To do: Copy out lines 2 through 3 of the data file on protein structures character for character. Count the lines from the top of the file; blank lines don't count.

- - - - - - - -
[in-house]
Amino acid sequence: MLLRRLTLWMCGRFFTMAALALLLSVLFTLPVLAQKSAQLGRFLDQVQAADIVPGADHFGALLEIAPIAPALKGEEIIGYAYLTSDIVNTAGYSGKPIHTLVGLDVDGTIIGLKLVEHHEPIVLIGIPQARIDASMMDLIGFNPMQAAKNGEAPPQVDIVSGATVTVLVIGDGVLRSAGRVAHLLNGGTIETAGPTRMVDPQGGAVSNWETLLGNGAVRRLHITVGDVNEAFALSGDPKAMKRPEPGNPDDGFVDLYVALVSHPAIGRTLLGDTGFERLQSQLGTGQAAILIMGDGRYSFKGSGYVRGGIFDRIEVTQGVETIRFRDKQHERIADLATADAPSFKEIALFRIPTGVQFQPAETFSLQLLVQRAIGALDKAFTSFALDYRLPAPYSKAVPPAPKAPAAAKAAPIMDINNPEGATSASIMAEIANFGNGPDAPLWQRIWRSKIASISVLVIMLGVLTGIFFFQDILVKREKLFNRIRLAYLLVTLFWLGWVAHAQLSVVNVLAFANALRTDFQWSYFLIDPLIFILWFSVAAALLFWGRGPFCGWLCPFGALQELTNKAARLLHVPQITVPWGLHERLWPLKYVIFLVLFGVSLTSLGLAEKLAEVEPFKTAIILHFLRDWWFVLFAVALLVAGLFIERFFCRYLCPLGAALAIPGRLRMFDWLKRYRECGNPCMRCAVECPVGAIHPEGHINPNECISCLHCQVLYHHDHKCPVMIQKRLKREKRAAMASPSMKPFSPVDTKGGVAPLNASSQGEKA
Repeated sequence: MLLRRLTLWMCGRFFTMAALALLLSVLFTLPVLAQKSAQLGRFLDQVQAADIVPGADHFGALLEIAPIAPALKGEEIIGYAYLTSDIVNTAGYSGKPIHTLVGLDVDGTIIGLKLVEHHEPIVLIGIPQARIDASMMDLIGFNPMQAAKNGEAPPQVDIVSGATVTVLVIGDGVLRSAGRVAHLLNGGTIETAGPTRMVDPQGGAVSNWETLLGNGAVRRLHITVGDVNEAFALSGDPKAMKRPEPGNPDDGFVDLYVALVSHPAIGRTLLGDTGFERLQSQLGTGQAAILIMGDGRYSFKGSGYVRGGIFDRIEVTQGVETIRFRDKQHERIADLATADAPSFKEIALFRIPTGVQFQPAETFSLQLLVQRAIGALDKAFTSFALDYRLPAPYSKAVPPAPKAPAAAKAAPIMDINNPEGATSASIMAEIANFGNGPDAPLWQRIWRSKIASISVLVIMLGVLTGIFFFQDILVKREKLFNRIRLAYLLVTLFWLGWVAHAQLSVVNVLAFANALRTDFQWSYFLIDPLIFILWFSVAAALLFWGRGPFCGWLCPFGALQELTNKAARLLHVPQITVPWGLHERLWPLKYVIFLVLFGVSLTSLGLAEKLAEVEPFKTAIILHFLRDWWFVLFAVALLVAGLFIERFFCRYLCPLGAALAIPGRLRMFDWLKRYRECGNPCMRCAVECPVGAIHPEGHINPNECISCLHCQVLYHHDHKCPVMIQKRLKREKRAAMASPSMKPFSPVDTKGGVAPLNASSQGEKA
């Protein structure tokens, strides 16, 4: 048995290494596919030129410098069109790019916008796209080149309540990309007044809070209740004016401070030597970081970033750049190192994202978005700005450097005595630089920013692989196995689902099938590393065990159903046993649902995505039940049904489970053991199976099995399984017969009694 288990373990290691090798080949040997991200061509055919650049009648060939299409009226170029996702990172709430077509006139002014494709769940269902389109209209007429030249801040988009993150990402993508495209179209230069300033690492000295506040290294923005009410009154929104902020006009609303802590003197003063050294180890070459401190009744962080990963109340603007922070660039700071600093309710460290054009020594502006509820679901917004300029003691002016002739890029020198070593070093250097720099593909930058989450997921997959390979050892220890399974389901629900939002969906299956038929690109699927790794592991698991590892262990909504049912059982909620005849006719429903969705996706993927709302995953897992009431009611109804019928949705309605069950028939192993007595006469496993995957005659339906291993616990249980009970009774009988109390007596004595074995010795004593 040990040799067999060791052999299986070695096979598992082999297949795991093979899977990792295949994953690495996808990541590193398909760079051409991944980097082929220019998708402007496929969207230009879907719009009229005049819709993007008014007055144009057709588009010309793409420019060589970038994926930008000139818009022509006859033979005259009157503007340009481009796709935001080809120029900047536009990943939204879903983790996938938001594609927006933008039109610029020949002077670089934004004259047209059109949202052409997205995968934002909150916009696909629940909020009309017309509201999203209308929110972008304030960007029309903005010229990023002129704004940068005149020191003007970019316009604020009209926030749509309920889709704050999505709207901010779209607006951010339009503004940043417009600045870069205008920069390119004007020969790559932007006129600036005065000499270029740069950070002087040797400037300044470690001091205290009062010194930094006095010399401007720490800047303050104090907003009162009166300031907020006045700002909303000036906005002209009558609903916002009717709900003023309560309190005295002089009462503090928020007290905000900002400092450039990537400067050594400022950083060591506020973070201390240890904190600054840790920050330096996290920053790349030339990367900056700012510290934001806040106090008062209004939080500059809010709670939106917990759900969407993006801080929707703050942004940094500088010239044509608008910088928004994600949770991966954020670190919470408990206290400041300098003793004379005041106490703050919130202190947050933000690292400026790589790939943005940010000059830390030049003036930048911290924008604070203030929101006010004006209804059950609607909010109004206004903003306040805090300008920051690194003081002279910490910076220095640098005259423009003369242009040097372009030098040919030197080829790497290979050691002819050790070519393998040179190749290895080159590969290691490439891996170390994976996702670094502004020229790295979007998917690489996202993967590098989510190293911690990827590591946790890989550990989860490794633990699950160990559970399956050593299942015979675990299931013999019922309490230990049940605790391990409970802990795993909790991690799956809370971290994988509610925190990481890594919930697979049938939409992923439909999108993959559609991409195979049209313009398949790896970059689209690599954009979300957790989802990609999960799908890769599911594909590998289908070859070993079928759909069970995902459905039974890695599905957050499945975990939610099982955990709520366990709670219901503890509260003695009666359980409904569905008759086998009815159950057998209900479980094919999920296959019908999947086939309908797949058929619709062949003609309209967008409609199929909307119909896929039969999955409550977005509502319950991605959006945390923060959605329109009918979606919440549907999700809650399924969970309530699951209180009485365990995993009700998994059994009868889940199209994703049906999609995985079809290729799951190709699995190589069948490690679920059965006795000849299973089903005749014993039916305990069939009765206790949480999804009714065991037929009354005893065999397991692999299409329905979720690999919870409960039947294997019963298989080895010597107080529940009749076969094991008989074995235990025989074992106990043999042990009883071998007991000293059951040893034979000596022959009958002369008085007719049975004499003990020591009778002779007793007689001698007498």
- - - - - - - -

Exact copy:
Amino acid sequence: MLLRRLTLWMCGRFFTMAALALLLSVLFTLPVLAQKSAQLGRFLDQVQAADIVPGADHFGALLEIAPIAPALKGEEIIGYAYLTSDIVNTAGYSGKPIHTLVGLDVDGTIIGLKLVEHHEPIVLIGIPQARIDASMMDLIGFNPMQAAKNGEAPPQVDIVSGATVTVLVIGDGVLRSAGRVAHLLNGGTIETAGPTRMVDPQGGAVSNWETLLGNGAVRRLHITVGDVNEAFALSGDPKAMKRPEPGNPDDGFVDLYVALVSHPAIGRTLLGDTGFERLQSQLGTGQAAILIMGDGRYSFKGSGYVRGGIFDRIEVTQGVETIRFRDKQHERIADLATADAPSFKEIALFRIPTGVQFQPAETFSLQLLVQRAIGALDKAFTSFALDYRLPAPYSKAVPPAPKAPAAAKAAPIMDINNPEGATSASIMAEIANFGNGPDAPLWQRIWRSKIASISVLVIMLGVLTGIFFFQDILVKREKLFNRIRLAYLLVTLFWLGWVAHAQLSVVNVLAFANALRTDFQWSYFLIDPLIFILWFSVAAALLFWGRGPFCGWLCPFGALQELTNKAARLLHVPQITVPWGLHERLWPLKYVIFLVLFGVSLTSLGLAEKLAEVEPFKTAIILHFLRDWWFVLFAVALLVAGLFIERFFCRYLCPLGAALAIPGRLRMFDWLKRYRECGNPCMRCAVECPVGAIHPEGHINPNECISCLHCQVLYHHDHKCPVMIQKRLKREKRAAMASPSMKPFSPVDTKGGVAPLNASSQGEKA
Repeated sequence: MLLRRLTLWMCGRFFTMAALALLLSVLFTLPVLAQKSAQLGRFLDQVQAADIVPGADHFGALLEIAPIAPALKGEEIIGYAYLTSDIVNTAGYSGKPIHTLVGLDVDGTIIGLKLVEHHEPIVLIGIPQARIDASMMDLIGFNPMQAAKNGEAPPQVDIVSGATVTVLVIGDGVLRSAGRVAHLLNGGTIETAGPTRMVDPQGGAVSNWETLLGNGAVRRLHITVGDVNEAFALSGDPKAMKRPEPGNPDDGFVDLYVALVSHPAIGRTLLGDTGFERLQSQLGTGQAAILIMGDGRYSFKGSGYVRGGIFDRIEVTQGVETIRFRDKQHERIADLATADAPSFKEIALFRIPTGVQFQPAETFSLQLLVQRAIGALDKAFTSFALDYRLPAPYSKAVPPAPKAPAAAKAAPIMDINNPEGATSASIMAEIANFGNGPDAPLWQRIWRSKIASISVLVIMLGVLTGIFFFQDILVKREKLFNRIRLAYLLVTLFWLGWVAHAQLSVVNVLAFANALRTDFQWSYFLIDPLIFILWFSVAAALLFWGRGPFCGWLCPFGALQELTNKAARLLHVPQITVPWGLHERLWPLKYVIFLVLFGVSLTSLGLAEKLAEVEPFKTAIILHFLRDWWFVLFAVALLVAGLFIERFFCRYLCPLGAALAIPGRLRMFDWLKRYRECGNPCMRCAVECPVGAIHPEGHINPNECISCLHCQVLYHHDHKCPVMIQKRLKREKRAAMASPSMKPFSPVDTKGGVAPLNASSQGEKA